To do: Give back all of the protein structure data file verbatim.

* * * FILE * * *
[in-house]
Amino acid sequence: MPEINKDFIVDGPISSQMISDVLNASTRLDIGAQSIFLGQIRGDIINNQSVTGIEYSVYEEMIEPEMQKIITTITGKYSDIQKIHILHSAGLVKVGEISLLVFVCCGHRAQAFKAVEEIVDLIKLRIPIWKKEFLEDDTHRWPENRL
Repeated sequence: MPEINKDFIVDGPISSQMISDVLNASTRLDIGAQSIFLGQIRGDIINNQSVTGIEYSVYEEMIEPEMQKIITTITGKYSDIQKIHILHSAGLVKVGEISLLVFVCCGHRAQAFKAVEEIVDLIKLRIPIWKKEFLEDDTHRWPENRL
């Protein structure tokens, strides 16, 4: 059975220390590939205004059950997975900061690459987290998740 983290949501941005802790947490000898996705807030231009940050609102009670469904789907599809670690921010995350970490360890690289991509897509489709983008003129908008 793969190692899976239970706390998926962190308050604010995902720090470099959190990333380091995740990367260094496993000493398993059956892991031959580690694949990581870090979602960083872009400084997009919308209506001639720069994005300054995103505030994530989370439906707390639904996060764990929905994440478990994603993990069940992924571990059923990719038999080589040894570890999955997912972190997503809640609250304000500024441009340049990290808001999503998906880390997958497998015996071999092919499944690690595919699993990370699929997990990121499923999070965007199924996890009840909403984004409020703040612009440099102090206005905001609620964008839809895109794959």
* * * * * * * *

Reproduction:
[in-house]
Amino acid sequence: MPEINKDFIVDGPISSQMISDVLNASTRLDIGAQSIFLGQIRGDIINNQSVTGIEYSVYEEMIEPEMQKIITTITGKYSDIQKIHILHSAGLVKVGEISLLVFVCCGHRAQAFKAVEEIVDLIKLRIPIWKKEFLEDDTHRWPENRL
Repeated sequence: MPEINKDFIVDGPISSQMISDVLNASTRLDIGAQSIFLGQIRGDIINNQSVTGIEYSVYEEMIEPEMQKIITTITGKYSDIQKIHILHSAGLVKVGEISLLVFVCCGHRAQAFKAVEEIVDLIKLRIPIWKKEFLEDDTHRWPENRL
């Protein structure tokens, strides 16, 4: 059975220390590939205004059950997975900061690459987290998740 983290949501941005802790947490000898996705807030231009940050609102009670469904789907599809670690921010995350970490360890690289991509897509489709983008003129908008 793969190692899976239970706390998926962190308050604010995902720090470099959190990333380091995740990367260094496993000493398993059956892991031959580690694949990581870090979602960083872009400084997009919308209506001639720069994005300054995103505030994530989370439906707390639904996060764990929905994440478990994603993990069940992924571990059923990719038999080589040894570890999955997912972190997503809640609250304000500024441009340049990290808001999503998906880390997958497998015996071999092919499944690690595919699993990370699929997990990121499923999070965007199924996890009840909403984004409020703040612009440099102090206005905001609620964008839809895109794959």